The person before you is you!

You must look at the poor man as if he could be you.

Danny Ginsbourg

Judaism Bank Mizrahi-Tefahot
Bank Mizrahi-Tefahot

We read in Exodus (22:24)’When you lend money to My people, to the poor person who is with you, do not act towards him as a creditor, do not lay interest upon him’.

Our sages (Mechilta) teach, that whilst it is written in ‘permissive’ language- ‘when you lend’- it is, in fact, a מצות עשה:a positive commandment.

Rashi expounds the words:’the poor person who is with you’, homiletically, as:’Look at yourself, as if you are the poor person’.

Rav Matityahu Solomon sees in Rashi’s commentary, a requirement, that when approached by a poor person for a loan, we are to contemplate how we would like to be treated were we compelled, by our circumstances, to seek a loan; with what words, and in what tone, would we like to be answered, so as not to feel humiliated or ashamed- and, in that very same manner as we would like to be treated, so are we to respond to the poor person approaching us for a loan.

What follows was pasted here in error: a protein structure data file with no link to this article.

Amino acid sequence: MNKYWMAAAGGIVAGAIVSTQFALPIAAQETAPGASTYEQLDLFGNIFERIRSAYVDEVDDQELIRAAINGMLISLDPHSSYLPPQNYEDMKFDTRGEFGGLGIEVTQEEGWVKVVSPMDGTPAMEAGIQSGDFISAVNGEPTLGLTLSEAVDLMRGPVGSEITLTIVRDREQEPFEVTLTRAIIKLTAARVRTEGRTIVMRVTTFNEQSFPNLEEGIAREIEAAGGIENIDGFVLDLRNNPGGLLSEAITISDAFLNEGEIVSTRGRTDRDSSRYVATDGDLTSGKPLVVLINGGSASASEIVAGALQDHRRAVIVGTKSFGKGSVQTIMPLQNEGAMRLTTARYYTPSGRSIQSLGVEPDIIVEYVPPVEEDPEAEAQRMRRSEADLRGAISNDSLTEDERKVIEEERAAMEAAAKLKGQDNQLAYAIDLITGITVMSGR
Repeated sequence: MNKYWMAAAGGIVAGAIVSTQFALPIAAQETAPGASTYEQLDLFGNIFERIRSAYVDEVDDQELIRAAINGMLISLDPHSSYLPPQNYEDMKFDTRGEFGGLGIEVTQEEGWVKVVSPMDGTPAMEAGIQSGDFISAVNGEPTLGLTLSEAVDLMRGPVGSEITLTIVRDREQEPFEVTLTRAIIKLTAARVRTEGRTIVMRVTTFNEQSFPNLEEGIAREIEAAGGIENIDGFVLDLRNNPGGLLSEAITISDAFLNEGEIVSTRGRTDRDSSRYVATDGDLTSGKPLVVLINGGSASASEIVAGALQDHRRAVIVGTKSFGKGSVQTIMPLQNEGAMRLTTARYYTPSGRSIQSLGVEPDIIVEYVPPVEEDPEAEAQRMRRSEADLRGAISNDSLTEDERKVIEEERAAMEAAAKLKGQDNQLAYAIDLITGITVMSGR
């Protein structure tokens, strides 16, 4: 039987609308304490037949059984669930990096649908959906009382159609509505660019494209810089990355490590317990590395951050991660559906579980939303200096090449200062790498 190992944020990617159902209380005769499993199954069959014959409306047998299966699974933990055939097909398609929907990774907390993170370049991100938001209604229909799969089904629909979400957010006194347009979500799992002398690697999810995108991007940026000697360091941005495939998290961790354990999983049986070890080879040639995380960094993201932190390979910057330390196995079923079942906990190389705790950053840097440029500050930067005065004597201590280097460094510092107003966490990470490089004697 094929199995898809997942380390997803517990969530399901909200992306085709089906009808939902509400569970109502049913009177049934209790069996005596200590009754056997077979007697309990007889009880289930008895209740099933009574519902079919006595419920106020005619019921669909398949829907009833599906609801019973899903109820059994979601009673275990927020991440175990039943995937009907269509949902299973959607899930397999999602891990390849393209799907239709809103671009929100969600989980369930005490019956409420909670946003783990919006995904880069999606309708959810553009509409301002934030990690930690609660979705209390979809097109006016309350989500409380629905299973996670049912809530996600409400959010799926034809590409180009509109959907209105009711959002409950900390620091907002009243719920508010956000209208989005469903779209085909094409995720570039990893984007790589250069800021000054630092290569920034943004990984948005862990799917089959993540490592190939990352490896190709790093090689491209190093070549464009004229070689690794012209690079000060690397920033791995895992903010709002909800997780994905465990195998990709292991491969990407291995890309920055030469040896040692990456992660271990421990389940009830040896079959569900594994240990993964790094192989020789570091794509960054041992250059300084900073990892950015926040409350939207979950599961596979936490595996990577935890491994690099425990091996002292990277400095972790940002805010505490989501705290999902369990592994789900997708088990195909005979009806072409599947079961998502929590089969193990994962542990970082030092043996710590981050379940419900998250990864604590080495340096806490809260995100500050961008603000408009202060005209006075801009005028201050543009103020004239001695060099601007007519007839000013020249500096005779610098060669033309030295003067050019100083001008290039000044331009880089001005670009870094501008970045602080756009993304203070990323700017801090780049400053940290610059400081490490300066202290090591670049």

The Ktav Sofer derives a ‘related’ teaching, from the words the poor person who is ‘with you’: The most important element is the manner in which the loan is given, that it should be with a smiling countenance, AND that the seeker should be ‘with you’; not that the loan is sent to him, by your son, or wife, or servant, whilst he is kept waiting, outside your door.

How well these comments are aligned with the famous advice of the sage Hillel to the person who sought to be converted to Judaism, ‘whilst standing on one leg’(Shabbat 31.):’That which is hateful to you, do not do to another; that is the entire Torah, and the rest is interpretation’.

Let us ‘crown’ these teachings, with Rav Shimshon Raphael Hirsch's beautiful exposition of the importance of this mitzvah:It is הסלע האיתן:the mighty rock, on which Jewish society is founded, and is one of the greatest mitzvot; through its observance, we express our subservience to Hashem, by הקרבת קרבנות:proferring an offering to Hashem, in our daily lives.

Like Shabbat, shmittah and yovel, it is testimony to Hashem’s rule over the world, and over us, as it exhibits in our communal life, our acknowledgement that all we have, we received from Hashem, to be used solely in accordance with His commandments.

He concludes: Even more than the offering of קרבנות in the בית המקדש, this mitzvah reveals Hashem’s Kingship, in the world!